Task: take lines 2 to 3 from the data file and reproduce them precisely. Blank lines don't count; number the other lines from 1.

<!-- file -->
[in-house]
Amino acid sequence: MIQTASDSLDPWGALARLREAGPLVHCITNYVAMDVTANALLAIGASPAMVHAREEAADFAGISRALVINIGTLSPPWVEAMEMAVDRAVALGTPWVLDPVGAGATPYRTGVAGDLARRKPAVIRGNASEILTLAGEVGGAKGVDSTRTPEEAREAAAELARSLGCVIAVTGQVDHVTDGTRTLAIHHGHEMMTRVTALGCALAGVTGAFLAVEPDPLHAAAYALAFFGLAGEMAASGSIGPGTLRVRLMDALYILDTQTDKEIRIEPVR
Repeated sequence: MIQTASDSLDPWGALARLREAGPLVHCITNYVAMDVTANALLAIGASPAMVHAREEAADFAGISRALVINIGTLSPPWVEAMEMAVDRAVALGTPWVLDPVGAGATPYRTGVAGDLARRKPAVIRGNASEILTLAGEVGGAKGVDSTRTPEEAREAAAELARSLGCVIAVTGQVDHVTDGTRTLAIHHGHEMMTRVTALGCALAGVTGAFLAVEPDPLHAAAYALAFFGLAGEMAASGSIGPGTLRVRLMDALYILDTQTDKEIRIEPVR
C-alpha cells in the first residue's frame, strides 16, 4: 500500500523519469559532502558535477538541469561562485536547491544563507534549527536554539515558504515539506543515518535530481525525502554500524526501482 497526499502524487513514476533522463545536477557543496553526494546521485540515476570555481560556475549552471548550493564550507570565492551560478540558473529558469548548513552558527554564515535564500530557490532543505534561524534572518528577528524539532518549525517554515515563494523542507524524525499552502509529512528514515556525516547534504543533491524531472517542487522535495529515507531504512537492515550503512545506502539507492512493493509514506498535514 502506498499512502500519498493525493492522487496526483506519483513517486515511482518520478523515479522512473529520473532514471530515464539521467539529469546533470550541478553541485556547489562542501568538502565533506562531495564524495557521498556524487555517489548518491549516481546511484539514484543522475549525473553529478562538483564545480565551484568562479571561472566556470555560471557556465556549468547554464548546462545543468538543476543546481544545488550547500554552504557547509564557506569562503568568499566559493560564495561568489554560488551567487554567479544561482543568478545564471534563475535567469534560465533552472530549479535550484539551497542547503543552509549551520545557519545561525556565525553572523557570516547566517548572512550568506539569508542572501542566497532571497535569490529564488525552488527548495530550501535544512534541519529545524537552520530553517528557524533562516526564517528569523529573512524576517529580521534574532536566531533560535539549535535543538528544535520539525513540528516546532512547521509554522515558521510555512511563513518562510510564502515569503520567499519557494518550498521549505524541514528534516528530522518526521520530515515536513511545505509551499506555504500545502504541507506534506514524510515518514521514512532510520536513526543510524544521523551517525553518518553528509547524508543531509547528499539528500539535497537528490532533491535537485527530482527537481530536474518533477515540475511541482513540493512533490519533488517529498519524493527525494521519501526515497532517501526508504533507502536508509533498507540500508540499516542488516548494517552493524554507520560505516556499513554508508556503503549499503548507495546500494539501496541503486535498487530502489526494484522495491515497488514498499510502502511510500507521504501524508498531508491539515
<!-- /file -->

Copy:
Amino acid sequence: MIQTASDSLDPWGALARLREAGPLVHCITNYVAMDVTANALLAIGASPAMVHAREEAADFAGISRALVINIGTLSPPWVEAMEMAVDRAVALGTPWVLDPVGAGATPYRTGVAGDLARRKPAVIRGNASEILTLAGEVGGAKGVDSTRTPEEAREAAAELARSLGCVIAVTGQVDHVTDGTRTLAIHHGHEMMTRVTALGCALAGVTGAFLAVEPDPLHAAAYALAFFGLAGEMAASGSIGPGTLRVRLMDALYILDTQTDKEIRIEPVR
Repeated sequence: MIQTASDSLDPWGALARLREAGPLVHCITNYVAMDVTANALLAIGASPAMVHAREEAADFAGISRALVINIGTLSPPWVEAMEMAVDRAVALGTPWVLDPVGAGATPYRTGVAGDLARRKPAVIRGNASEILTLAGEVGGAKGVDSTRTPEEAREAAAELARSLGCVIAVTGQVDHVTDGTRTLAIHHGHEMMTRVTALGCALAGVTGAFLAVEPDPLHAAAYALAFFGLAGEMAASGSIGPGTLRVRLMDALYILDTQTDKEIRIEPVR